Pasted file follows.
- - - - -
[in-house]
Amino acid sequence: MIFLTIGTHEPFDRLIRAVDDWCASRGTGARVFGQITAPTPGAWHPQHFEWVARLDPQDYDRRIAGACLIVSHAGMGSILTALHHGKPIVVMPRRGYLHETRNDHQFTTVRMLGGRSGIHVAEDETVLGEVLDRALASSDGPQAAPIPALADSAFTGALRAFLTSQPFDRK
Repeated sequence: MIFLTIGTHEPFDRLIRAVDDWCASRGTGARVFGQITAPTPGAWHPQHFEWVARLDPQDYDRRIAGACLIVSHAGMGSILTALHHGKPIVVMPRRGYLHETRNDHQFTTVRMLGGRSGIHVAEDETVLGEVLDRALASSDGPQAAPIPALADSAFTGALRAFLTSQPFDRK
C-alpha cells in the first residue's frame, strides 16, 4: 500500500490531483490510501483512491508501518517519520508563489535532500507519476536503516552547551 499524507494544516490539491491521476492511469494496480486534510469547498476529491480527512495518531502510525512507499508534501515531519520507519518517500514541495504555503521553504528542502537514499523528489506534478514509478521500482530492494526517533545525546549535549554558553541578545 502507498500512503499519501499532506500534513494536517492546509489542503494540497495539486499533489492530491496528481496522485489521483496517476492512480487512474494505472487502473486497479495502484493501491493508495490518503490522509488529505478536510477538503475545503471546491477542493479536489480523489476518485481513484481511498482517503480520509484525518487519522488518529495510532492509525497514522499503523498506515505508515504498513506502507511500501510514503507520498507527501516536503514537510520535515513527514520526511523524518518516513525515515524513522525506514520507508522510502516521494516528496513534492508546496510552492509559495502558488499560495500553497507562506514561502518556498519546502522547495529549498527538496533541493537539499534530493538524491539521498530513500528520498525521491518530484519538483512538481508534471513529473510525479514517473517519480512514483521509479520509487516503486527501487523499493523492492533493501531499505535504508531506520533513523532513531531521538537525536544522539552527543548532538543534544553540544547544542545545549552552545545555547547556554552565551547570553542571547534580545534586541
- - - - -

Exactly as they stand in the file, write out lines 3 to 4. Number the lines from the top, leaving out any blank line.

Repeated sequence: MIFLTIGTHEPFDRLIRAVDDWCASRGTGARVFGQITAPTPGAWHPQHFEWVARLDPQDYDRRIAGACLIVSHAGMGSILTALHHGKPIVVMPRRGYLHETRNDHQFTTVRMLGGRSGIHVAEDETVLGEVLDRALASSDGPQAAPIPALADSAFTGALRAFLTSQPFDRK
C-alpha cells in the first residue's frame, strides 16, 4: 500500500490531483490510501483512491508501518517519520508563489535532500507519476536503516552547551 499524507494544516490539491491521476492511469494496480486534510469547498476529491480527512495518531502510525512507499508534501515531519520507519518517500514541495504555503521553504528542502537514499523528489506534478514509478521500482530492494526517533545525546549535549554558553541578545 502507498500512503499519501499532506500534513494536517492546509489542503494540497495539486499533489492530491496528481496522485489521483496517476492512480487512474494505472487502473486497479495502484493501491493508495490518503490522509488529505478536510477538503475545503471546491477542493479536489480523489476518485481513484481511498482517503480520509484525518487519522488518529495510532492509525497514522499503523498506515505508515504498513506502507511500501510514503507520498507527501516536503514537510520535515513527514520526511523524518518516513525515515524513522525506514520507508522510502516521494516528496513534492508546496510552492509559495502558488499560495500553497507562506514561502518556498519546502522547495529549498527538496533541493537539499534530493538524491539521498530513500528520498525521491518530484519538483512538481508534471513529473510525479514517473517519480512514483521509479520509487516503486527501487523499493523492492533493501531499505535504508531506520533513523532513531531521538537525536544522539552527543548532538543534544553540544547544542545545549552552545545555547547556554552565551547570553542571547534580545534586541